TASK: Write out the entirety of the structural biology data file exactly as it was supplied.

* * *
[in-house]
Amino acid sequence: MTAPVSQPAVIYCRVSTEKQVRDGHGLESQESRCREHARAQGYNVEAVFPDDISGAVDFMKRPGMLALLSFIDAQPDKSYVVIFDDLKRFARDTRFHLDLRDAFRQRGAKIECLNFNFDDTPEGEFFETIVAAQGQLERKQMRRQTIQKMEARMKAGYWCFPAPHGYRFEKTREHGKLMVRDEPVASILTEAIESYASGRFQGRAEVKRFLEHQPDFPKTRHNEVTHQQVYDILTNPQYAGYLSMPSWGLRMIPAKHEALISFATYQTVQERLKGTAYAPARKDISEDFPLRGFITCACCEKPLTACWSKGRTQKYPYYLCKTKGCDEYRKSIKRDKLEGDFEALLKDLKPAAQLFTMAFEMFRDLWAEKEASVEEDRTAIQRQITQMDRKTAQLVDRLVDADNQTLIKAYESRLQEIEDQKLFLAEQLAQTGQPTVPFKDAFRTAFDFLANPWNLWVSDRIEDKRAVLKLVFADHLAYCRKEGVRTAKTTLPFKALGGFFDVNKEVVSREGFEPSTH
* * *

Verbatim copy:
[in-house]
Amino acid sequence: MTAPVSQPAVIYCRVSTEKQVRDGHGLESQESRCREHARAQGYNVEAVFPDDISGAVDFMKRPGMLALLSFIDAQPDKSYVVIFDDLKRFARDTRFHLDLRDAFRQRGAKIECLNFNFDDTPEGEFFETIVAAQGQLERKQMRRQTIQKMEARMKAGYWCFPAPHGYRFEKTREHGKLMVRDEPVASILTEAIESYASGRFQGRAEVKRFLEHQPDFPKTRHNEVTHQQVYDILTNPQYAGYLSMPSWGLRMIPAKHEALISFATYQTVQERLKGTAYAPARKDISEDFPLRGFITCACCEKPLTACWSKGRTQKYPYYLCKTKGCDEYRKSIKRDKLEGDFEALLKDLKPAAQLFTMAFEMFRDLWAEKEASVEEDRTAIQRQITQMDRKTAQLVDRLVDADNQTLIKAYESRLQEIEDQKLFLAEQLAQTGQPTVPFKDAFRTAFDFLANPWNLWVSDRIEDKRAVLKLVFADHLAYCRKEGVRTAKTTLPFKALGGFFDVNKEVVSREGFEPSTH